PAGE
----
Infrastructure is dominating focus on Capitol Hill but it may take until the end of the year before a bill is ultimately passed, a key Washington insider said on Wednesday at the NBAA virtual Aviation Tax & Regulatory Compliance Seminar.
Helping to kick off the two-day event, Dave Olander, who leads the tax practice for Capitol Counsel and formerly served as tax counsel for the House Ways and Means Committee, said “Infrastructure is where it is at. It is the issue.” Olander added that Congress is at a pivotal juncture on the issue, but recent negotiations haven’t shown promise that a bipartisan agreement can be reached in the near term.
“It feels like we are headed toward a Q4 exercise where at the end of the year there is going to be a reckoning,” to get the bill completed, he said. Democrats will either have to compromise or “go at it alone” using procedural maneuvers such as reconciliation.
Reconciliation could also affect certain tax initiatives supported by Democrats, such as an increase in the corporate tax rate or international taxation, Olander said. However, he doesn’t see a sweeping tax package this year affecting some other taxes of importance to business aviation, such as equipment expensing. “I don’t see an immediate prospect for that” since it doesn’t need to be addressed at this time, he said, and added, “It’s going to take every bit of oxygen out of the room to just get to an outcome [on an infrastructure package].”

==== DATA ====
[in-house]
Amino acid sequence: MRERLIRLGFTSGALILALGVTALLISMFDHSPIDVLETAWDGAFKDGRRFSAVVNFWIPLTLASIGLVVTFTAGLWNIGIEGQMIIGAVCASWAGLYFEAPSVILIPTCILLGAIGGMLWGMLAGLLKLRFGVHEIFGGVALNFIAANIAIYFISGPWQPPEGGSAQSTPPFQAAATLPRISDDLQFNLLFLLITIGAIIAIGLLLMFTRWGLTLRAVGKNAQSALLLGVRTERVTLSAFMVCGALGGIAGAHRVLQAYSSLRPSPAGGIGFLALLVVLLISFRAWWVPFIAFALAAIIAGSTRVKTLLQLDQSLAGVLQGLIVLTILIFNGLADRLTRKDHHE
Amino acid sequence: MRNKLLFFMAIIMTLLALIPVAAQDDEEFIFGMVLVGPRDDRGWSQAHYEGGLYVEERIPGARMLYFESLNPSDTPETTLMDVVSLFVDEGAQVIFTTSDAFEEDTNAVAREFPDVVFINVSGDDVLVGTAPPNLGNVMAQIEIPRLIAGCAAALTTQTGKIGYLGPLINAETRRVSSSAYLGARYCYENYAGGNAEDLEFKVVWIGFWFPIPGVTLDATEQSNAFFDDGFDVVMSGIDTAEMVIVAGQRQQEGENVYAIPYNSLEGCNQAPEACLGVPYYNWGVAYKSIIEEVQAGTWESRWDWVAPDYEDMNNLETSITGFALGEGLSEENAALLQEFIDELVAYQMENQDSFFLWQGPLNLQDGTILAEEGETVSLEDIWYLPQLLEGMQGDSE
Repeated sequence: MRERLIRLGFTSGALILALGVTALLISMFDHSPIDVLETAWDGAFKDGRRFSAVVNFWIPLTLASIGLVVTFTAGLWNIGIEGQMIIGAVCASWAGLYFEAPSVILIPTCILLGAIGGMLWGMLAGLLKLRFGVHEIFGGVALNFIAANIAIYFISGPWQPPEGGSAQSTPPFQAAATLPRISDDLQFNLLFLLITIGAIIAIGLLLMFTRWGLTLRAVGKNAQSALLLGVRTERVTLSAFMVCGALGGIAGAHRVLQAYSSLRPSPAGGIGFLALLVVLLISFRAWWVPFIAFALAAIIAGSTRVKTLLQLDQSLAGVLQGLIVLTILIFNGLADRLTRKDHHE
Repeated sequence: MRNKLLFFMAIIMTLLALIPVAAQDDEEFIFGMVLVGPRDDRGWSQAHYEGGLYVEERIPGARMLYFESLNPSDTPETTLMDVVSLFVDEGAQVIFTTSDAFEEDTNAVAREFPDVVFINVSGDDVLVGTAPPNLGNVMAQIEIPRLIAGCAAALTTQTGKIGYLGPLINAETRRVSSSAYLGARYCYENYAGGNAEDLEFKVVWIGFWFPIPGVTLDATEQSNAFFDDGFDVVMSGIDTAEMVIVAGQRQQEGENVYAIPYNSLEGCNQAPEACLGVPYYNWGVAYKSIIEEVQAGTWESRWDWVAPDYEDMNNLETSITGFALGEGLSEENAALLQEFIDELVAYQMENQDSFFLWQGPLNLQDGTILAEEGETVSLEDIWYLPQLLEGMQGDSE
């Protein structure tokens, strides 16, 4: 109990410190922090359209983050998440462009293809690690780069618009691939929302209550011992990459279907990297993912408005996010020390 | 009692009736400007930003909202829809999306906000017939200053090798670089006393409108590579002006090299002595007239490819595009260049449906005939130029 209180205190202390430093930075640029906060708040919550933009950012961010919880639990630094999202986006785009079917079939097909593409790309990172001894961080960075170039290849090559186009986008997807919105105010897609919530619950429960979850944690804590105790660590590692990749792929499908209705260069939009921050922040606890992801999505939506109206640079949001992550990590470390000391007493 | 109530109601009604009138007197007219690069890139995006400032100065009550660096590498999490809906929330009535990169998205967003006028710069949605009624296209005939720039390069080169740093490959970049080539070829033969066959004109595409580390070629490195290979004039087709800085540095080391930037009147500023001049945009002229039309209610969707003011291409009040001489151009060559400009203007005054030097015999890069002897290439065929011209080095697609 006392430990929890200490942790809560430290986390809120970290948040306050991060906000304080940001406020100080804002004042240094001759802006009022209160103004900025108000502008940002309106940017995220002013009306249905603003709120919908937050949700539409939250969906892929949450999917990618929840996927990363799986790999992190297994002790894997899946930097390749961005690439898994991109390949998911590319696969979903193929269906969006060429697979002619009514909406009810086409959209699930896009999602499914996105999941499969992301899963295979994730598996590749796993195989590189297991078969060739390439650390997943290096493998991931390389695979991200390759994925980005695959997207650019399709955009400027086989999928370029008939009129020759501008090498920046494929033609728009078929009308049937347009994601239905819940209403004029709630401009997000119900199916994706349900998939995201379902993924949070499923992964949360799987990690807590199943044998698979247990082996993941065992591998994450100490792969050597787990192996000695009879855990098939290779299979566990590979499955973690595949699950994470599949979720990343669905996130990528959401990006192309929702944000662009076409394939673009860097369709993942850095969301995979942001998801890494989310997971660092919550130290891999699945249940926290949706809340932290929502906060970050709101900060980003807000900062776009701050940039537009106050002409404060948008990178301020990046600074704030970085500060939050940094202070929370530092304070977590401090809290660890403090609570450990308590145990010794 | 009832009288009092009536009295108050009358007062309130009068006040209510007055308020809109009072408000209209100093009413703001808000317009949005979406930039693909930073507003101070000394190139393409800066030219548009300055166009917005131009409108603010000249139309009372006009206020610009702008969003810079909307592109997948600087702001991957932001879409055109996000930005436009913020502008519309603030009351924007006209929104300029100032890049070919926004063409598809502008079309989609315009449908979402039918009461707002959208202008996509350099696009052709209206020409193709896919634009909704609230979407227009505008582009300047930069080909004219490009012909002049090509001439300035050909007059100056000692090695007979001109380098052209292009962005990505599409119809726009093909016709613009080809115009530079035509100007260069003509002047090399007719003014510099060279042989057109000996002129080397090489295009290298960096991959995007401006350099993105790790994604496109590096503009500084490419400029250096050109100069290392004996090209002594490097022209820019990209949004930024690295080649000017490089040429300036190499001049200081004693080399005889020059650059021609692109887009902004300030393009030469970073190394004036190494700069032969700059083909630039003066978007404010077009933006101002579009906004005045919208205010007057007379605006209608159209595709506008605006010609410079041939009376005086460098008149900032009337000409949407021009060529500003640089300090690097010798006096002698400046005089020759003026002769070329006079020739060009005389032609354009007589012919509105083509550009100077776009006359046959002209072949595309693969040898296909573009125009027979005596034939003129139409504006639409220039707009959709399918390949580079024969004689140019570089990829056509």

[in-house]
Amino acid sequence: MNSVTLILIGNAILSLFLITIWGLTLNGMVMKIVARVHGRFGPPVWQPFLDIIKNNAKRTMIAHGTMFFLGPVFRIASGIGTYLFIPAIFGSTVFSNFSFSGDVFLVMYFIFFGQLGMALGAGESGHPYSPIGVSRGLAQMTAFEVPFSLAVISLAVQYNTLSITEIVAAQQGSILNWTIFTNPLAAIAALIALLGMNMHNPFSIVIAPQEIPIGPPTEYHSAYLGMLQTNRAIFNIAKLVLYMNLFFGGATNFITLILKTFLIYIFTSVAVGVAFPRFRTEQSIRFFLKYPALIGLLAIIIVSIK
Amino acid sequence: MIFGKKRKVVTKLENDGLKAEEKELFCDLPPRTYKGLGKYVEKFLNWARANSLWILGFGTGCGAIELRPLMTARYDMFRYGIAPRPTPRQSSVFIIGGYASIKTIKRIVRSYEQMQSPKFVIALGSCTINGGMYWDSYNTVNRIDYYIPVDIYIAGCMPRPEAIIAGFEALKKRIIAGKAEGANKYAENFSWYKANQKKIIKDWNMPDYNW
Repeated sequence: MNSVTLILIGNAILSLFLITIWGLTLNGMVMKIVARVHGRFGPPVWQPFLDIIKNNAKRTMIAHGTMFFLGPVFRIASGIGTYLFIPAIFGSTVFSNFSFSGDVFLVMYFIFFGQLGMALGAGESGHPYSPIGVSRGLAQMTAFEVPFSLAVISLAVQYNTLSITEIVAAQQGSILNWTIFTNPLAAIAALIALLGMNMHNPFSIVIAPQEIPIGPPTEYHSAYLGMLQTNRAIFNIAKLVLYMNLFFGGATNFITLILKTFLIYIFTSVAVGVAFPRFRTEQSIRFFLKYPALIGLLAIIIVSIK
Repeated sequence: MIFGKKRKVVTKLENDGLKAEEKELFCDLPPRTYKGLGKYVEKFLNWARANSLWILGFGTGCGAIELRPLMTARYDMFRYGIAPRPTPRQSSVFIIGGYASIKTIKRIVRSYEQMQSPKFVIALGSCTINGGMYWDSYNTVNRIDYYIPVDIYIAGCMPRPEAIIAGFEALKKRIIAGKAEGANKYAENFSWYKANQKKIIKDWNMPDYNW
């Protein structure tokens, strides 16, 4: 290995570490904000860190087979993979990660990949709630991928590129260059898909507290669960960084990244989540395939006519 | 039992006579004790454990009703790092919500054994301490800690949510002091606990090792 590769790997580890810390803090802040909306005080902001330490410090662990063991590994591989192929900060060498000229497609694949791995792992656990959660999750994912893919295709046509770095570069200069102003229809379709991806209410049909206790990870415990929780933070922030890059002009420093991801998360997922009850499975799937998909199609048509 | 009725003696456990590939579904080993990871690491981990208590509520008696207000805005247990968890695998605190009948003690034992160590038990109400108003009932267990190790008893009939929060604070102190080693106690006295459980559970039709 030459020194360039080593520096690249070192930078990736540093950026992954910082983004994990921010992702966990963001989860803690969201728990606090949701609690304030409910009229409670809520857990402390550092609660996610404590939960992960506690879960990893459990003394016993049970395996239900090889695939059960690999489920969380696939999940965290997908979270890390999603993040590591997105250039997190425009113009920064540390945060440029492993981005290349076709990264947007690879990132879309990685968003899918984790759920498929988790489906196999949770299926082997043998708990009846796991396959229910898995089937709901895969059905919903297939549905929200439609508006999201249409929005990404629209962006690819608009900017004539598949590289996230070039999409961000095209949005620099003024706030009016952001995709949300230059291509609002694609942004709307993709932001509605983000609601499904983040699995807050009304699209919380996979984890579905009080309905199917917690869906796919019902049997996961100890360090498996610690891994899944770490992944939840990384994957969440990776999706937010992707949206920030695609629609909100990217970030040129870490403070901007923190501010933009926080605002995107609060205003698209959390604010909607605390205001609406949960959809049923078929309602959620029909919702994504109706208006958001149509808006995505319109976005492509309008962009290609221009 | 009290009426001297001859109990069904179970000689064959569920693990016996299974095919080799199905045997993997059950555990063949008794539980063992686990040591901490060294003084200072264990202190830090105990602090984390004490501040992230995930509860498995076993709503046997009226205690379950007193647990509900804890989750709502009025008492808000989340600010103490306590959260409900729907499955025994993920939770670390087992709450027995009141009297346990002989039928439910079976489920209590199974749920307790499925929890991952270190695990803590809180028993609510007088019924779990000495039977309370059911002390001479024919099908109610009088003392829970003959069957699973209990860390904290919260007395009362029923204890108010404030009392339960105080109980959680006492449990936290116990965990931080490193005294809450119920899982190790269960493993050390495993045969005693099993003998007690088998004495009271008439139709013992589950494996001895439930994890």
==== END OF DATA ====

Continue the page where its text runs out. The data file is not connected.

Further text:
Meanwhile, Scott O’Brien, senior director of government affairs for NBAA, outlined the association’s legislative initiatives, including pursuing a blender's credit for sustainable aviation fuel (SAF). Calling environmental issues “a real threat for our industry” with incidents such as flight-shaming occurring, O’Brien said it was important for the industry to move toward sustainability and underscore those efforts.
Working with a broad aviation coalition, NBAA has been encouraging the incorporation of a SAF blender's tax credit of up to $2 per gallon for 10 years if certain performance standards are met, he said. “[We] believe that will be a game-changer and really increase how much sustainable fuel we see at the FBOs and bring down the price.”
While doubtful that such a measure could pass on its own, the aviation groups are hoping to see this included in a tax portion of the infrastructure proposal, O’Brien said. Olander was optimistic about progress on that front, saying, “It is very much part of the discussion right now,” as part of the green energy/green jobs portion of infrastructure.
Also, NBAA is hoping to seek a measure, again as part of the infrastructure proposal, to provide an authorization for $25 million in grant projects to facilitate the use of electric advanced air mobility, with funding coming later down the road.
O’Brien additionally said that NBAA is focused on working with regulators on taking a more “rational, reasonable approach” surrounding enforcement filings.
In addition to the session surrounding Capitol Hill, the two-day tax seminar is focusing on a number of topics, from exports and FAA registry overhaul to dry-leasing, federal excise taxes, aircraft deductions, and personal use of aircraft.